Recently Facebook officially decided on stopping all work around its AI chatbot assistant on Messenger, called M. Launched in beta form in 2015, M was offered as a free service to 10,000 people in San Francisco. This was seen coming for some time now after reports went out early last year that the company was scaling back M which had hit 70% failure rate.
This is how Wired reported the shutdown of M: ‘Facebook’s Virtual Assistant M is Dead. So are chatbots’.
Though the headline may sound too ‘bold’ and ‘clickbait’, it is worth at least sparking a debate, considering the current hoard to get onboard the chatbot wave. It will not be an overstatement if I tell you that among the CIOs I have interviewed in the past few months most had either already set up a chatbot or were in the process of doing so. Undoubtedly, off late organizations are increasingly relying upon AI powered chatbots for serving their customers and interacting with them and even their internal employees.
However, the unfortunate fate of M leaves us with the moot question – how to ensure that the bubble doesn’t burst when the current euphoria around chatbots dies down.
The answer could well lie in the problem itself. According to the Wired report, M’s core problem was that Facebook put no bounds on what M could be asked to do. In other words, Facebook expected its chatbot to do virtually everything, which was a mistake.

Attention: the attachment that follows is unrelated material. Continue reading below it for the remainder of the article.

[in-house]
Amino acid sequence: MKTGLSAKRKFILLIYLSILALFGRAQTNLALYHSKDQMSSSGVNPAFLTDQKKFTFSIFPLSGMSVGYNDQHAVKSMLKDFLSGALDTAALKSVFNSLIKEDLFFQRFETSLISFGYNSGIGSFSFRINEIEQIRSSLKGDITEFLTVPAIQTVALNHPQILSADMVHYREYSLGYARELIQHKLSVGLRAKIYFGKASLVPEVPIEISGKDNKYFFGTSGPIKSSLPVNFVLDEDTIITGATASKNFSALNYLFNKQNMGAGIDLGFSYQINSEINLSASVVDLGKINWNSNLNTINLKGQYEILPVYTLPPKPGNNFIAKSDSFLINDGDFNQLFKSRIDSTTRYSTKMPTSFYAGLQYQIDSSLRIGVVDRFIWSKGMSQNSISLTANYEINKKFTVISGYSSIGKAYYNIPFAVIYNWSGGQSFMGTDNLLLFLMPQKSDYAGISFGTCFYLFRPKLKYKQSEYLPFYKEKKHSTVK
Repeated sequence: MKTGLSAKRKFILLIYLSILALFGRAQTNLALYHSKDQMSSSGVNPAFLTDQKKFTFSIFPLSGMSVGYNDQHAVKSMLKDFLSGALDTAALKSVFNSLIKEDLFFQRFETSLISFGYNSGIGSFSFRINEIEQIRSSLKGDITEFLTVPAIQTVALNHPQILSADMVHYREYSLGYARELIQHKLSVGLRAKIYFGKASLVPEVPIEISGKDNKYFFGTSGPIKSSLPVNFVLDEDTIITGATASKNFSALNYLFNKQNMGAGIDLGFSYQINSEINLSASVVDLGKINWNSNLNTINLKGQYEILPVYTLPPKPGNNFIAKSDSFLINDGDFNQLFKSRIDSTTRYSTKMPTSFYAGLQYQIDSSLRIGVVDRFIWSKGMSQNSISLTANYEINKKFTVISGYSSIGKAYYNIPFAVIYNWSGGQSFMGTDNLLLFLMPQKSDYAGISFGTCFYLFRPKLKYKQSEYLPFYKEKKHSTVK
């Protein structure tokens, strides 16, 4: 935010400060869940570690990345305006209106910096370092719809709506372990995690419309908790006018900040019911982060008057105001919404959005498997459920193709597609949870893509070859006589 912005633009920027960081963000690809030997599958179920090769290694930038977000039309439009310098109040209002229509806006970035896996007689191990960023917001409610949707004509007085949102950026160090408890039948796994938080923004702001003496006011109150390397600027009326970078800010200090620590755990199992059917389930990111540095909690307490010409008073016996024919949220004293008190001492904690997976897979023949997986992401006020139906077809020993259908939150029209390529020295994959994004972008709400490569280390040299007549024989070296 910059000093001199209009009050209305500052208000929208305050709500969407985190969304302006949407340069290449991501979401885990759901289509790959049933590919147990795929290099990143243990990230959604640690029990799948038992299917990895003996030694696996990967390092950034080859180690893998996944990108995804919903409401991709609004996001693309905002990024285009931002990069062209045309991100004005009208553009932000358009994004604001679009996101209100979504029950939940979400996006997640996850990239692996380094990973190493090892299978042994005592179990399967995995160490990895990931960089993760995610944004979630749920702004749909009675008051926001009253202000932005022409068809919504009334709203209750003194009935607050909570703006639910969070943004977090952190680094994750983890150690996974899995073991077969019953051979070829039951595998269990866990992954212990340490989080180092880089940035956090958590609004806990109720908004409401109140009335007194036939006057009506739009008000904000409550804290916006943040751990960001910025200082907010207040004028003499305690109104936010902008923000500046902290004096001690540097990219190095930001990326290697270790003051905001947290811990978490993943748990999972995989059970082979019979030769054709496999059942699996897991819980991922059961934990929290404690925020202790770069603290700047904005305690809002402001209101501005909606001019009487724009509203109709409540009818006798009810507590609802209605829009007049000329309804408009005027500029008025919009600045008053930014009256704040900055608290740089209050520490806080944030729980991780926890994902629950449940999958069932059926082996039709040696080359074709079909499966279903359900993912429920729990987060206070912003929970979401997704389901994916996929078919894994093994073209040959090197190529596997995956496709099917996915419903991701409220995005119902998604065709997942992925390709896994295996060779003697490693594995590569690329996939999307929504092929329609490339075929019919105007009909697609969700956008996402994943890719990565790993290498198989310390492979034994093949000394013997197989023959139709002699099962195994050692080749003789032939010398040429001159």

According to a Forrester blog ‘Chatbots are transforming Marketing’, most chatbots fail because companies don’t clearly define their purpose and set goals that are far too ambitious.
Here is the relevant excerpt from the blog on why the chatbot initiatives fail.
- Don’t clearly define their purpose. Companies tend to set a scope for their chatbots that is broad and generic, or they fail to clearly define their chatbot’s purpose and communicate it to users. A more focused approach helps meet customer expectations.
- Set goals that are far too ambitious. Despite their promising future, chatbots are at a very early stage of development. Today’s successful chatbots are driven more by keywords than by machine learning. In the future, advances in AI will move chatbots’ potential from “question and answer” to “human-like.”
Thus, the basic principle is to keep the chatbot focused and grounded, something which Facebook failed to do with M. For my CIO friends that are either contemplating or are in the process of setting up chatbots this learning can come quite handy.
(Image Courtesy: Wired.com)